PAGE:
- The Washington Times - Sunday, April 30, 2006

Fabian Barnes is on a mission to fill a major need in this city — creating an important, home-grown black company in the mold of the Alvin Ailey company or Dance Theatre of Harlem, or maybe a bit of both.

Mr. Barnes, formerly a soloist with DTH, has been working toward that goal for two decades, and over the weekend the company he formed three years ago, Washington Reflections Dance Company, underscored the company’s quest to develop its own unique repertoire.

Two premieres were highlights of the program at Howard University’s Cramton Auditorium: “Sankofa” by Whitney V. Hunter and “Accumulation” by Christal Brown.

Mr. Hunter has a rich dance background: he has performed with such diverse groups as Kankouran West African Dance Company, Reggie Wilson, the Metropolitan Opera and Martha Graham. Miss Graham’s legacy seems to have left a special mark — Mr. Hunter even choreographed a dance on the Medea legend, the subject of one of her most startling works.

His premiere, “Sankofa,” had cross references — a simplicity of form that reflected the dances of Ghana, the compelling rhythms of its score by Philip Glass, and the choreographer’s concept of the arc of life. Mr. Hunter has a feel for interesting movement and the work had a bright energy, matched by the dancers’ performance. As he develops he will undoubtedly find ways to present his work more dramatically.

At times the emotional content was low and the floor patterns too predictable, but then the pace brightened and the stage filled with dancers soaring in Graham-like leaps.

Mr. Hunter’s engaging “South Country” opened the program and made good use of the group running in circles and diagonal crossings to paint a picture of the migration north of blacks following the Civil War.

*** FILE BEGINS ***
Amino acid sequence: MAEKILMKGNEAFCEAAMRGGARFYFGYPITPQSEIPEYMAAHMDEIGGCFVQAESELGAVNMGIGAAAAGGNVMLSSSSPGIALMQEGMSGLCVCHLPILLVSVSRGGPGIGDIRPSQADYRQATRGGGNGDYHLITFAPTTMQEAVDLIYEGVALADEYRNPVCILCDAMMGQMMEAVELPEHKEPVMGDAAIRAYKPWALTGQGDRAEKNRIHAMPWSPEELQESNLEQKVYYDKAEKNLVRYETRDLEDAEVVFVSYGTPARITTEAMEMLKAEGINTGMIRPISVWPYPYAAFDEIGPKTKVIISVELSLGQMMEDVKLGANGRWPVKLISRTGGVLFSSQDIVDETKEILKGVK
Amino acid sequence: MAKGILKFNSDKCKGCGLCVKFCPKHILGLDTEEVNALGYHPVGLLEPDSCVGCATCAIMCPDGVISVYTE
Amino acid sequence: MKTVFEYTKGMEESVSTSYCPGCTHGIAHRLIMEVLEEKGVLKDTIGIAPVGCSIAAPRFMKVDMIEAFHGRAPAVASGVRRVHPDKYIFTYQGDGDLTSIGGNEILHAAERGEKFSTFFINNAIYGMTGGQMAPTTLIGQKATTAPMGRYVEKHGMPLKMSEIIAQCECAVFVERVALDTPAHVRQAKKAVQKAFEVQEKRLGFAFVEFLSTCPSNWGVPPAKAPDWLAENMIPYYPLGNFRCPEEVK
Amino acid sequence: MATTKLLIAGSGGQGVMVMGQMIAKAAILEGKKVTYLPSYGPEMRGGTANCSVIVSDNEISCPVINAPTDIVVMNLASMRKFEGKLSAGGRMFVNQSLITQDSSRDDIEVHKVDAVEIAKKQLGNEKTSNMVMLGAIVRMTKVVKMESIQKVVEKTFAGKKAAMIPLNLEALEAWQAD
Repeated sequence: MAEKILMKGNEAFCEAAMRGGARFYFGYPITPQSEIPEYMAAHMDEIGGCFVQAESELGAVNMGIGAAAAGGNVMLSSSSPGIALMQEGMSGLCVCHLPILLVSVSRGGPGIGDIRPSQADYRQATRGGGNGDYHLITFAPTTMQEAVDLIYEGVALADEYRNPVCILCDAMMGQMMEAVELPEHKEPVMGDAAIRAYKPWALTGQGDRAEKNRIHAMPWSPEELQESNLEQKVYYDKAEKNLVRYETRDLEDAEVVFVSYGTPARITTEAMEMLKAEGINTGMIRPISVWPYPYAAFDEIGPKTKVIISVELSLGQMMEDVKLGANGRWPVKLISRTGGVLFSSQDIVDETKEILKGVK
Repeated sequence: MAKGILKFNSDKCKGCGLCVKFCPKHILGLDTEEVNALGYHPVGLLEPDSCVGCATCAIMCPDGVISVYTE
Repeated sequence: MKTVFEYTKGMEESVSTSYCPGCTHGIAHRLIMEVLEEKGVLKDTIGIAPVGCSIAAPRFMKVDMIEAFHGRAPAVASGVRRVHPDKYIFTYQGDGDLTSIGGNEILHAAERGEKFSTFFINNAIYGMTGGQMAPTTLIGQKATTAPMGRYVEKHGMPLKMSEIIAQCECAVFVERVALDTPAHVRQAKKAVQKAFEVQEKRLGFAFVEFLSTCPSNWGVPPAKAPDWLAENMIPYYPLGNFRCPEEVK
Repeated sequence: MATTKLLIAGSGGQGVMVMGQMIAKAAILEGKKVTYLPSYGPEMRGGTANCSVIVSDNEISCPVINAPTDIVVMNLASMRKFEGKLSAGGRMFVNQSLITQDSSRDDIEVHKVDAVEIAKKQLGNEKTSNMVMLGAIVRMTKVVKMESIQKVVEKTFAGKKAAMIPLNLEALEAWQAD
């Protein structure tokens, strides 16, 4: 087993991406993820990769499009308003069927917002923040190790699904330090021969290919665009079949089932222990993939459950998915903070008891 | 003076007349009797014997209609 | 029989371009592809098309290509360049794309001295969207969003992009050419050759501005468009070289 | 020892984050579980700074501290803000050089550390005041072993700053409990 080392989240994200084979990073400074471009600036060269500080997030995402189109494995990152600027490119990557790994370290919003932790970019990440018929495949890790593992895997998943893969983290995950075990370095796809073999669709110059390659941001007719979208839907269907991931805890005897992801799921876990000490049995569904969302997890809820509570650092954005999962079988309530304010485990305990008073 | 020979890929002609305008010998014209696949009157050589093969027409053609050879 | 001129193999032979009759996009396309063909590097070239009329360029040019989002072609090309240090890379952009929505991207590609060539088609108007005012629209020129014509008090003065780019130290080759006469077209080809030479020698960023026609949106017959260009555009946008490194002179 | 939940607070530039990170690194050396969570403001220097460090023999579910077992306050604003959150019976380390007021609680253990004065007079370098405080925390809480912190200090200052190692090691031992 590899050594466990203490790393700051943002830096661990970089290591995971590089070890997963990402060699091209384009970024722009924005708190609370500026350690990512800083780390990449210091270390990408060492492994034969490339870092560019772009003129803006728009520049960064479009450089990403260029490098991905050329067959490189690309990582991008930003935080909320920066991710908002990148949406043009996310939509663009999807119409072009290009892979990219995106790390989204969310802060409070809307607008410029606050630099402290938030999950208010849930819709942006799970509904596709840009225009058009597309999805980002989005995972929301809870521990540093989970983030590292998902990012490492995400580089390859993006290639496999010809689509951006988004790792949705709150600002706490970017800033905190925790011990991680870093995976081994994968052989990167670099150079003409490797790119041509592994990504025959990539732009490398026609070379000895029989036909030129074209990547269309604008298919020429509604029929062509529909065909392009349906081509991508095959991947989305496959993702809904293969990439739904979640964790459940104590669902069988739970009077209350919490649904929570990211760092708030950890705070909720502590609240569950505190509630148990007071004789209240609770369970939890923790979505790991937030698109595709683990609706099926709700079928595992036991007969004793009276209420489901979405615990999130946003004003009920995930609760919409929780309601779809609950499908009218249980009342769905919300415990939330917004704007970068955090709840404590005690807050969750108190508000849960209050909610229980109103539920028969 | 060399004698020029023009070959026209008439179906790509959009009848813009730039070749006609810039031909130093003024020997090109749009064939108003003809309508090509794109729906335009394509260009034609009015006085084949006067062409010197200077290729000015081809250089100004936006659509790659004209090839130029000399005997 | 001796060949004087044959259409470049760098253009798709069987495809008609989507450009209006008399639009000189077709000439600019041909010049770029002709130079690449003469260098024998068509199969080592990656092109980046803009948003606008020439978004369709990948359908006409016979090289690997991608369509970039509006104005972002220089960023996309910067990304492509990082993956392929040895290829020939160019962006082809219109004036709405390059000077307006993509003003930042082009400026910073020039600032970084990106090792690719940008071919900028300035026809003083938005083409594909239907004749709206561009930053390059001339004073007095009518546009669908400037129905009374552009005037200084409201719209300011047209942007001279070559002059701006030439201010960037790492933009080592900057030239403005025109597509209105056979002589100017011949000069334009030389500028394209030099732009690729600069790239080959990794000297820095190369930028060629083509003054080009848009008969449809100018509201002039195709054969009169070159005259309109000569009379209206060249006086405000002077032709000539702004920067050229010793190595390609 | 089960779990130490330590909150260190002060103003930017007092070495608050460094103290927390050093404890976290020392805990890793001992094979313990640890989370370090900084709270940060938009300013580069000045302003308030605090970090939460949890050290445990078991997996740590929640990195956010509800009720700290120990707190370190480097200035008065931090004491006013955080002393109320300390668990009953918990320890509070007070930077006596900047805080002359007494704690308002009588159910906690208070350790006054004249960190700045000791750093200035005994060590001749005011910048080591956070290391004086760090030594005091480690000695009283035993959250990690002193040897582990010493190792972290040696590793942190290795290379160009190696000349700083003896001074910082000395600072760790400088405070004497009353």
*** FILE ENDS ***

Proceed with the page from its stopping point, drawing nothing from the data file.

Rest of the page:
Christal Brown proved herself a choreographer with the same feisty attitude toward life as the group she dances with, Urban Bush Women. In her “Accumulation,” five women dressed in men’s suits, complete with white shirt and tie, sashayed across the stage looking macho and sassy. As the work continued they shed first their coats, then their pants, then knotted their discarded ties around their waists.

The dance was witty and breezy and its finale, with one woman piling on all the discarded pants and jackets, was a hoot.

The rest of the program included Billy Wilson’s “Rosa (a tribute to Rosa Parks)” and two dances — an excerpt from “Tracing Backward” — and “Suite Franklin” by Derrick Spear, the company’s secret weapon. Not only is Mr. Spear an interesting choreographer; he’s a first-rate dancer — the only male on Friday’s program. He’s good but the company needs to find more men for a better balance.

Although half the dancers are new this year, the company danced at a high level throughout the performance.

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